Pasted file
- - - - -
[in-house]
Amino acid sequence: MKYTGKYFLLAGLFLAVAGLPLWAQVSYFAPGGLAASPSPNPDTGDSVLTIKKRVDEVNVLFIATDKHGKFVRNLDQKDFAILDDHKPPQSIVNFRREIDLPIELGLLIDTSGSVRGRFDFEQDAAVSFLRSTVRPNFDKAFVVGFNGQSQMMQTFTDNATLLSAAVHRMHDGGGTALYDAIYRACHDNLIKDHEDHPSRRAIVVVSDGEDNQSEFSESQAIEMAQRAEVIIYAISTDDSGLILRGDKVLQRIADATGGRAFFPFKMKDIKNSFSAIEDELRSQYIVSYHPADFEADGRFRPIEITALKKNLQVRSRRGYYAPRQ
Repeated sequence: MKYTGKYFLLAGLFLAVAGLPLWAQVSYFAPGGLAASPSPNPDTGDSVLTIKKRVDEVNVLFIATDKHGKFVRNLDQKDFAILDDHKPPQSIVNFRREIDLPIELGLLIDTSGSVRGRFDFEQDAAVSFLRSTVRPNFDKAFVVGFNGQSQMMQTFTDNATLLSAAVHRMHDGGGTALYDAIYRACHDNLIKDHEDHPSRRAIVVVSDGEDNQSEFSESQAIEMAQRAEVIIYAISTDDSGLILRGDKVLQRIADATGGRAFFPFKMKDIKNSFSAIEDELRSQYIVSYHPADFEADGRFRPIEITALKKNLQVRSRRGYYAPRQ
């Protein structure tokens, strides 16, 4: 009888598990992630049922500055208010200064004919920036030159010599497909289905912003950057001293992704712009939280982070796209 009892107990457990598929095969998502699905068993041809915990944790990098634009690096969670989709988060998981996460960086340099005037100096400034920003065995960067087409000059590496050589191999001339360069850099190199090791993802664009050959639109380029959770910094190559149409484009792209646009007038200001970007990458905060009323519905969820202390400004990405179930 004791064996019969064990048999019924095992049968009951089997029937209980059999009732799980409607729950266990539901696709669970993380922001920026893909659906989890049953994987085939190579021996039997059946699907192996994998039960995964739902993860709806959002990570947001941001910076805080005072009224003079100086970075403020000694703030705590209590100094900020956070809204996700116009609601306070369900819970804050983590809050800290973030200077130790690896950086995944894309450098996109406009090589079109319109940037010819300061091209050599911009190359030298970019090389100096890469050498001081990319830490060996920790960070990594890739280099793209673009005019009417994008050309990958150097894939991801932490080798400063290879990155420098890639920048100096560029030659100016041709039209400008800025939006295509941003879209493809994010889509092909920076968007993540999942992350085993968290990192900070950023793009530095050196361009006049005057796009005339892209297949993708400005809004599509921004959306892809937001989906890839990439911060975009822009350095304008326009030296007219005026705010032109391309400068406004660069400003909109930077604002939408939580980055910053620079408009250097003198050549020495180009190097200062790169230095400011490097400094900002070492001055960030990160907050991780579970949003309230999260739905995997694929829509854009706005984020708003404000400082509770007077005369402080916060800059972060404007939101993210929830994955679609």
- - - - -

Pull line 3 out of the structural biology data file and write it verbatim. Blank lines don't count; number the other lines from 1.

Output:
Repeated sequence: MKYTGKYFLLAGLFLAVAGLPLWAQVSYFAPGGLAASPSPNPDTGDSVLTIKKRVDEVNVLFIATDKHGKFVRNLDQKDFAILDDHKPPQSIVNFRREIDLPIELGLLIDTSGSVRGRFDFEQDAAVSFLRSTVRPNFDKAFVVGFNGQSQMMQTFTDNATLLSAAVHRMHDGGGTALYDAIYRACHDNLIKDHEDHPSRRAIVVVSDGEDNQSEFSESQAIEMAQRAEVIIYAISTDDSGLILRGDKVLQRIADATGGRAFFPFKMKDIKNSFSAIEDELRSQYIVSYHPADFEADGRFRPIEITALKKNLQVRSRRGYYAPRQ